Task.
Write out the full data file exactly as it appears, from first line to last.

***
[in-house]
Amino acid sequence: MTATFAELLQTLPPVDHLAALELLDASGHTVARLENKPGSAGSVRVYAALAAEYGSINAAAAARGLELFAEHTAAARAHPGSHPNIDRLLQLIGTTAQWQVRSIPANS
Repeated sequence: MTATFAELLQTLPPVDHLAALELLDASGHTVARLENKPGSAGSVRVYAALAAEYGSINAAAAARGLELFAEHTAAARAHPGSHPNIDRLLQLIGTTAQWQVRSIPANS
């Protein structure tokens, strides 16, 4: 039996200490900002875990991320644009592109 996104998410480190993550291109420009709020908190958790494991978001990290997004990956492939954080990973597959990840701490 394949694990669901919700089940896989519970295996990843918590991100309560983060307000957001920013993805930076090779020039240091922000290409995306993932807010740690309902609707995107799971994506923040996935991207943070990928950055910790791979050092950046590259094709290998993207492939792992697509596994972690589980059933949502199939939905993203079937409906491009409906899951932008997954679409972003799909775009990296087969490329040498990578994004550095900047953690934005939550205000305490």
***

[in-house]
Amino acid sequence: MTATFAELLQTLPPVDHLAALELLDASGHTVARLENKPGSAGSVRVYAALAAEYGSINAAAAARGLELFAEHTAAARAHPGSHPNIDRLLQLIGTTAQWQVRSIPANS
Repeated sequence: MTATFAELLQTLPPVDHLAALELLDASGHTVARLENKPGSAGSVRVYAALAAEYGSINAAAAARGLELFAEHTAAARAHPGSHPNIDRLLQLIGTTAQWQVRSIPANS
């Protein structure tokens, strides 16, 4: 039996200490900002875990991320644009592109 996104998410480190993550291109420009709020908190958790494991978001990290997004990956492939954080990973597959990840701490 394949694990669901919700089940896989519970295996990843918590991100309560983060307000957001920013993805930076090779020039240091922000290409995306993932807010740690309902609707995107799971994506923040996935991207943070990928950055910790791979050092950046590259094709290998993207492939792992697509596994972690589980059933949502199939939905993203079937409906491009409906899951932008997954679409972003799909775009990296087969490329040498990578994004550095900047953690934005939550205000305490």